I think my sons would most resemble the sons from “Spells.” They too are wildest at dusk. And they too are always thirsty. And they too are always kind.

Noah would ask me a lot of questions about the moon.

And Eli would ask me a lot of questions about the sun.

I probably wouldn’t be able to answer a single one.

   

VI KHI NAO

Am I right that the original title for Wild Milk used to be “Everything Was Beautiful and Nothing Hurt”? If it was, why did you change it?

 

SABRINA ORAH MARK

You are right. We changed it. Dorothy (my publisher) was worried. And then I began to worry. And then the whole town of Calcium began to worry.

I had my heart set on the cover art:  Li Shan Chong’s “Portrait of Lily Jane: Fools in Love.” And I loved how “Everything Was Beautiful and Nothing Hurt” read against the image of the girl with the sad eyes and the clown nose. But the more I see Wild Milk up there next to the girl with the sad eyes and the clown nose the more I realize it might be her very old tears.

 

VI KHI NAO

I like that title more, actually. Wild Milk gives me bone-heartache. What are you working on now, Sabrina? And, why did Dorothy worry? What did they worry about?

 

SABRINA ORAH MARK

I am working on essays about fairy tales and raising boys (in America) for a column called Happily over at The Paris Review. The one I just sent in is about Pinocchio and the golem and the shooting at the Tree of Life synagogue and Trump and my son Noah’s “ghost people” that he makes out of wood chips.

I think the nod to Kurt Vonnegut’s Slaughterhouse-Five was so hard that all that nodding might send the Vonnegut fans running, and then when they got to me they’d go, “Oh shit, it’s her,” and then I would have to make a public apology, and then for the rest of my life regret I was Sabrina Orah Mark and not Kurt Vonnegut. But this is only a guess.

 

VI KHI NAO

By naming your bully “Beadlebaum,” you may have de-bullied the bully with such a charming name. This is where I think language can be so powerful. Where a swift switch in semantic pose can emasculate violence. Can you talk about your relationship to language?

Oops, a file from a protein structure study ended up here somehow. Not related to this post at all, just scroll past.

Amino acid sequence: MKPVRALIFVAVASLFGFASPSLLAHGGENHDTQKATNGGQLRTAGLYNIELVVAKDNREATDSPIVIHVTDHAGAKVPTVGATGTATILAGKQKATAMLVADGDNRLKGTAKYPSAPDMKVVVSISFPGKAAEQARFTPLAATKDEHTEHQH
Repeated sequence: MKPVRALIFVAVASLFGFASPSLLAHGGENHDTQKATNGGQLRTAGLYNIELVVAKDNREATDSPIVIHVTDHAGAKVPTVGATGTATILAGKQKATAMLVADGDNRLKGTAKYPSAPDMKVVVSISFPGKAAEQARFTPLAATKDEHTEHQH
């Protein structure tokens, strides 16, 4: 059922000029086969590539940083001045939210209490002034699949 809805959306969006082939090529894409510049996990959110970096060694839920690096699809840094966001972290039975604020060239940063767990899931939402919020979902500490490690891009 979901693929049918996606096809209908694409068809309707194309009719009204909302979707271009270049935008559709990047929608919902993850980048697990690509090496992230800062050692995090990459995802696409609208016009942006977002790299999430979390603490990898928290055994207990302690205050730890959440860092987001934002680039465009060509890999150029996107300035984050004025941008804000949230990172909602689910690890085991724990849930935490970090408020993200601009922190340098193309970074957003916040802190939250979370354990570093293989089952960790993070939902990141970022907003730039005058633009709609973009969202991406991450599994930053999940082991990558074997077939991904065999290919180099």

SABRINA ORAH MARK

Oh it saves me. All day long words save me. I know no other ways to manifest spells—except through love, which is the absence of words.

 

VI KHI NAO

Can you imagine an alternate path for yourself where you wouldn’t have become a writer? What would you have done instead?

 

SABRINA ORAH MARK

Ah, my dear friend Amy Margolis and I have decided we should go to medical school, but with our arms linked. As a single student. I think they should accept us. We’d be the worriers. But we’d ask good questions. And we really want to find a remedy for all this pain everywhere.  

My mother wasn’t feeling well this weekend and then her tooth broke and so she carried her tooth around in her pocket and I said how are you feeling and she said not good and then she said and now not only am I not feeling well but also I have my tooth in my pocket and we laughed because it’s actually quite beautiful and funny to be carrying around pieces of your mouth in your pocket. Which is to say, language is a kind of salve I’d like to keep using.

 

VI KHI NAO

I am sorry your mother wasn’t feeling well. What is your mother like? Which story of yours is her favorite?

 

SABRINA ORAH MARK

Everyone who meets my mother dreams about her afterwards for days and days. I don’t know which story is her favorite, but she likes appearing in flashes. If she didn’t have an amazing sense of humor, and have a lot of storyteller in her, she’d probably pour Wild Milk down the hole of my letter “O.” Good riddance, she’d say, with the glamour of the dead.

 

VI KHI NAO